This is just possible. That the character of Anytus was not unimpeachable we gather from the story (Aristot. in Harpocration dekáCwv; Diodor. xiii. 64; Plut. Coriol. 14), that when he was first charged with treason he corrupted the judges. On the other hand Isocr. (in Callim. 23) praises him for being together with
Thrasybulus faithful to the
2 The astonishment expres-
Apol. 18, B.; 19, B.; 23, D.
of youth. On this point the testimony of writers so opposite as Xenophon and Aristophanes proves that the prejudice against Socrates was not merely a passing prejudice, at least not in Athens, but that it lasted a whole life-time, not confined only to the masses, but shared also by men of high importance and influence in the state. Very deeply, indeed, must the feeling against Socrates have been rooted in Athens, if Xenophon found it necessary six years after his death to defend him against the charges on which the indictment was framed.
With regard to Aristophanes, it was an obvious blot in his plays to allow here and there such a prominence to political motives as to forget the claims of art, and for a comedian, who in his mad way holds up to ridicule all authorities divine and human, to clothe himself with the tragic seriousness of a political prophet.2 Yet it is no less an error to lose sight of the grave vein which underlies the comic license of his plays, and to mistake his occasional pathos for thoughtless play. Were it only this, the hollowness of the sentiment would soon show itself in artistic defects. Instead of this, a sincerity of patriotic sentiment may be observed in Aristophanes,
1 Polit. 299, B.; Rep. vi. 488, 496, C.; Apol. 32, E.; Gorg. 473, E.; 521, D.
2 Rötscher's spirited description suffers from this onesidedness, and even Hegel, in his passage on the fate of Socrates, Gesch. d. Phil. ii. 82, is not quite free from it, although
both of them justly recognise (Hegel, Phänomeno 1. 560; Esthetik, 537, 562; Rötscher, p. 365), that there is an element subversive of Greek life, quite as much in the comedies of Aristophanes, as in the state of things of which he complains.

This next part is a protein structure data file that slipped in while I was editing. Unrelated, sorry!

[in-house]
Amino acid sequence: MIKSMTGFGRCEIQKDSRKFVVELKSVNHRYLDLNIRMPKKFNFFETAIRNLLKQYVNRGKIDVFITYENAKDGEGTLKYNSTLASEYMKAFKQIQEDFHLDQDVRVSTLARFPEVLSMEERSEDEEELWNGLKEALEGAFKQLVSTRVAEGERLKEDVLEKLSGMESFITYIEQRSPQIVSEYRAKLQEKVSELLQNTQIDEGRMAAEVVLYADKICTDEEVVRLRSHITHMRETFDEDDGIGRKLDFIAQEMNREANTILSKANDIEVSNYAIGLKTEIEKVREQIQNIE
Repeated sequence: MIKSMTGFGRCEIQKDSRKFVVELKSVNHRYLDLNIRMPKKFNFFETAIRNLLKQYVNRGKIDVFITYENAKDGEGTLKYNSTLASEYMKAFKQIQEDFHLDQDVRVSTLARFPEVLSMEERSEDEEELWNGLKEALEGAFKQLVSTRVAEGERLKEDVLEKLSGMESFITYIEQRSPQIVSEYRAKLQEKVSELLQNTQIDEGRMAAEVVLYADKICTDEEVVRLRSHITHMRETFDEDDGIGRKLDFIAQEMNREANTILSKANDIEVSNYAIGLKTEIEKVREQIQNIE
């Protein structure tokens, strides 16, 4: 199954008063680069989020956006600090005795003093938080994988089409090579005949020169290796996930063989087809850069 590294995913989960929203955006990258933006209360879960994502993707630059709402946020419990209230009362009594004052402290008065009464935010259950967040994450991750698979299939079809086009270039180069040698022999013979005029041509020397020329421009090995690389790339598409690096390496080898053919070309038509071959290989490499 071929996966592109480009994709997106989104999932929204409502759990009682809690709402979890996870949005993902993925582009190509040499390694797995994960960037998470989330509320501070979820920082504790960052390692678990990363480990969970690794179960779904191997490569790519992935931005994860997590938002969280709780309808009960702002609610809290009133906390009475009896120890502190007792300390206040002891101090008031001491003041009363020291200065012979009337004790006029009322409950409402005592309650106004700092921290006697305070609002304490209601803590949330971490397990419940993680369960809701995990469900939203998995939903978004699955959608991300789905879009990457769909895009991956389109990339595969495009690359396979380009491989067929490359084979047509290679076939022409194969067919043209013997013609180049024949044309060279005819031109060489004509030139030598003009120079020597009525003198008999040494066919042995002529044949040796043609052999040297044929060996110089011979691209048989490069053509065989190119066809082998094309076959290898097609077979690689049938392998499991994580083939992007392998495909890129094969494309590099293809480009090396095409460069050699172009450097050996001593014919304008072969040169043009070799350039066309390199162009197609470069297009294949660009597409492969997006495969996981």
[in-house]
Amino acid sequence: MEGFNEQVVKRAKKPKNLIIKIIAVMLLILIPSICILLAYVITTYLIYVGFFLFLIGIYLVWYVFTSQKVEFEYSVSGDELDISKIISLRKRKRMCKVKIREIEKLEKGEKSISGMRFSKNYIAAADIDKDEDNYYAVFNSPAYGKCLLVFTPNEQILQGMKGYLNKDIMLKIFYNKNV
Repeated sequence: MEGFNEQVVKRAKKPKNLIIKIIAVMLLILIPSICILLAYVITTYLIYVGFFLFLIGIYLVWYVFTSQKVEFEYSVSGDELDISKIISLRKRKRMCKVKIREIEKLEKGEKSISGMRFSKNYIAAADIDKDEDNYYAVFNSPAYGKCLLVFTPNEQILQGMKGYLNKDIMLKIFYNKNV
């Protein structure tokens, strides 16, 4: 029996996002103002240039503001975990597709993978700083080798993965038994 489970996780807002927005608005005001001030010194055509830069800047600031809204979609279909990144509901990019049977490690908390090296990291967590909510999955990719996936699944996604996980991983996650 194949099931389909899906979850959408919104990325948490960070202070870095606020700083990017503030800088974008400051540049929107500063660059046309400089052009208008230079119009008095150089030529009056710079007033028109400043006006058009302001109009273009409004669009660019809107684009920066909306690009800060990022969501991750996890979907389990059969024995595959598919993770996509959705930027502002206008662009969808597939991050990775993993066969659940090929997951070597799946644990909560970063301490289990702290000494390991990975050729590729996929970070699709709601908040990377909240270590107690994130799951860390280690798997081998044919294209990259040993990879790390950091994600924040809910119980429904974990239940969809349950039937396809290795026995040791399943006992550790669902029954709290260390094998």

not only in the unsullied beauty of many individual utterances; but the same patriotic interest sounds through all his plays, in some of the earlier ones even disturbing the purity of the poetic tone,' but proving all the more conclusively, how near the love of his country lay to his heart.
This interest only could have brought him to give to his comedies that political turn, by means of which, as he justly takes credit to himself,3 comedy gained a far higher ground than had been allowed to it by his predecessors. At the same time it must be granted that Aristophanes is as much deficient as others in the morality and the faith of an earlier age, and that it was preposterous to demand the olden time back, men and circumstances having so thoroughly changed. Only it does not follow herefrom that he was not sincere in this demand. His was rather one of those cases so frequently met with in history, in which a man attacks a principle in others to which he has himself fallen a victim, without owning it to himself. Aristophanes combats innovations in morals, politics, religion, and art. Being, however, in his inmost soul the offspring of his age, he can only combat them with the weapons and in the spirit of this age. With the thorough dislike of the narrow practical man unable to give a
1 See p. 29.
2 Compare Schnitzer, translation of the Clouds, p. 24, and the passages quoted by him from Welcker, Süvern and Rötscher.
3 Peace, 732; Wasps, 1022; Clouds, 537.
4 Compare Droysen, Aristoph. Werke, 2 Aufl. i. 174, which seems to go too far.